TEN ON TUESDAY

PRINT

Basically, since last week. on the print front, I haven’t done jack. I haven’t touched Tortilla Flat (by John Steinbeck)  in something like three weeks and A Short History of Byzantium (by John Julius Norwich) has likewise been languishing. I’m tired. Maybe it’s allergies. Maybe it’s the allocation of my discretionary time that previously went to reading that is now going to exercising. Maybe I’m in a slump. I’m not certain; but if I don’t get some reading time in this week-end, I fear I may actually go insane! 

Look at that! Does anybody remember the last time anything on this list even moved, much less got read? Sigh. Well, the summer’s oyung yet…

  1. The Little Book (by Selden Edwards) – Mount TBR
  2. Netherland (by Joseph O’Neill) – Mount TBR
  3. Atonement (by Ian McEwan) – Mount TBR
  4. Emma (by Jane Austen) – Back to the Classics; Mount TBR
  5. The Royal Road to Fotheringhay (by Jean Plaidy) – Mount TBR
  6. Pest Control (by Bill Hughes) – What’s in a Name? Challenge #5
  7. The Religion (by Tim Willocks) – Mount TBR
  8. The Time Traveler’s Wife (by Audrey Neffenegger) – Mount TBR
  9. The Age of Innocence (by Edith Wharton)
  10. Sea of Poppies (by Amitav Ghosh)

AUDIO

I had a couple of false starts this week: I began listening to Packing for Mars: The Curious Science of Life in the Void (by Mary Roach; narrated by Sandra Burr) and couldn’t make it past the first CD. It’s a non-fiction book about all the technical and pragmatic considerations that must be made for astronauts who spend any amount of time in space. The narrator just destroyed the book: She was so neutral that she bordered on monotone; gave no shape to the text (she just moved from one section to the next without indicating that she had realized that the topic had changed) and; she read all the footnotes (introducing each with the word “note” and ending each with the word(s) “end-note”) without regard to the flow of the narrative. Also, a sense of humor might have helped. The book has a faintly quirky feel to it; but it’s pretty much buried in the narrator’s interpretative style. One day I may get back to the book… in print; but for now I’ve got a gazillion other titles lined up. I had picked the audio up only because I was interested in joining an online discussion about it; but I’ve got to move on.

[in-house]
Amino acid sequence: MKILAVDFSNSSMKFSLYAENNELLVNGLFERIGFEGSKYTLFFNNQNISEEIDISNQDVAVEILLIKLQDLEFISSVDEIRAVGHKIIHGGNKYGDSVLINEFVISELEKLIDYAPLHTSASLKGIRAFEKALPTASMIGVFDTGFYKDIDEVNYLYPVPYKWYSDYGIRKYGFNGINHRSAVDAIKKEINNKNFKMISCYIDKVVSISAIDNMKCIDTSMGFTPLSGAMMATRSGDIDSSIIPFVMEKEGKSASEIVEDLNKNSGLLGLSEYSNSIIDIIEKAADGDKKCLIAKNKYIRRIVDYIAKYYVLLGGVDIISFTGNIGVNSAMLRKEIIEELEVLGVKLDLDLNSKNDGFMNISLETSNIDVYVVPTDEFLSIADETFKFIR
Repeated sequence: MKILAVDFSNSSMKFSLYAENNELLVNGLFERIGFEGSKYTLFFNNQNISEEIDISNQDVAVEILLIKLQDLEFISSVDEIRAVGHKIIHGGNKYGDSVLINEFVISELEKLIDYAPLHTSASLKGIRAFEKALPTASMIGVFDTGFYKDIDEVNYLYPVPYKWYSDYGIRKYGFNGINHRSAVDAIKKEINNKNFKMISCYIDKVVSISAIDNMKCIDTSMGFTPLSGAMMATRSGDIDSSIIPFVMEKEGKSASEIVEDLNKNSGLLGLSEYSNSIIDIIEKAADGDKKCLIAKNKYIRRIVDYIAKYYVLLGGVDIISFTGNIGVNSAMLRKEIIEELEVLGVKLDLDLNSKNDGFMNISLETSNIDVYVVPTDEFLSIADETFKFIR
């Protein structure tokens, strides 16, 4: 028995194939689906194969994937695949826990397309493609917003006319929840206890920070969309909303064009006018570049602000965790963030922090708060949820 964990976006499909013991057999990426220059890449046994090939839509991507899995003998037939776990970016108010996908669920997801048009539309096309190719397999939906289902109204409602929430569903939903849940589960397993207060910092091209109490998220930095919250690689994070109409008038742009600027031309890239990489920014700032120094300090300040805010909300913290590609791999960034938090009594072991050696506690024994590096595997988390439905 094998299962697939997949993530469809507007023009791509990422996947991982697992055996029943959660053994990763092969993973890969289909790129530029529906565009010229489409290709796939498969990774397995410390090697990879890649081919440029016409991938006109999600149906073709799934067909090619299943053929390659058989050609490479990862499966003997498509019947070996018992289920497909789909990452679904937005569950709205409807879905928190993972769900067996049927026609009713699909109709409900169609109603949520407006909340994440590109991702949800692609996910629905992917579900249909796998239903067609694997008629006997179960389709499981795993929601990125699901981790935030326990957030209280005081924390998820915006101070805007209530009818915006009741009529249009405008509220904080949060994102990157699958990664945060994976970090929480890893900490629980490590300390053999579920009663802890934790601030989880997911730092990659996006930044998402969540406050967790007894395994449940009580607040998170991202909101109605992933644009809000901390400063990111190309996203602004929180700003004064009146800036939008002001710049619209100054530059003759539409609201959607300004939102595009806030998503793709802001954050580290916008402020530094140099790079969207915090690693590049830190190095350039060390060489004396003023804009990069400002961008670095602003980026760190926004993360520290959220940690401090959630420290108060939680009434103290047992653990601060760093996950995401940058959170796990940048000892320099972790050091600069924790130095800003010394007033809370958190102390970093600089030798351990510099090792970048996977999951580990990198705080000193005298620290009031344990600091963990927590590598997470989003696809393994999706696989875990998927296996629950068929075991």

I then started listening to The Eleventh Plague (by Jeff Hirsch; narrated by Dan Bittner.) It’s a YA title that actually sounded promising. I then somehow managed to delete it from my iTunes and iPod. I think I meant to delete Pinned (by Alfred C. Martino; narrated by Mark Shanahan) when I decided I didn’t want to participate in the SYNC listening program; but deleted The Eleventh Hour instead 😦

Anyway, purchased and dnloaded A Discovery of Witches (by Deborah Harkness; narrated by Jennifer Ikeda) and the story’s very interesting. It’s about a witch who inadvertently calls up a spell-bound book from the stacks at the Bodleian library… The narrator has a nice voice; but her pronunciations are suspect (She pronounces Magdalene as “MAG-duh-lin” instead of “Maud-lyn.” Now I wonder what else she may be mis-pronouncing; but I’m too lazy to go check the OED every
time a suspect word pops up.) and her accents aren’t great; but I’ll finish the audio barring any mishap. That said, Il’l probably read the upcoming sequel in print.

  1. Vacation (by Matthew Costello; narrated by Peter Macon)
  2. The Bone House (by Brian Freeman; narrated by Joe Barrett) – Thriller/Suspense
  3. Silent Scream (by Karen Rose; narrated by Marguerite Gavin) – Thriller/Suspense
  4. My Dog Tulip (by J.R. Ackerley; narrated by Ralph Cosham) – Biography/Memoir
  5. The 4% Universe (by Richard Penak; narrated by Ray Porter) – Non-Fiction
  6. My Korean Deli (by Ben Ryder Howe; narrated by Bronson Pinchot) – Non-Fiction
  7. The 13-1/2 Lives of Captain Bluebear (by Walter Moers; narrated by Bronson Pinchot) – Fantasy
  8. Rumo and His Miraculous Adventures (by Walter Moers; narrated by Bronson Pinchot) – Fantasy
  9. Wolf Hall (by Hillary Mantel; narrated by Simon Slater)
  10. Passage to Power (by Robert Caro; narrated by Grover Gardner)

BTW, I am seriously thinking about moving this feature over to my regular blog. I love the ease of tumblr, but the feature may get more attention over on the blogger site. I still haven’t decided, so if you have an opinion, please do share!

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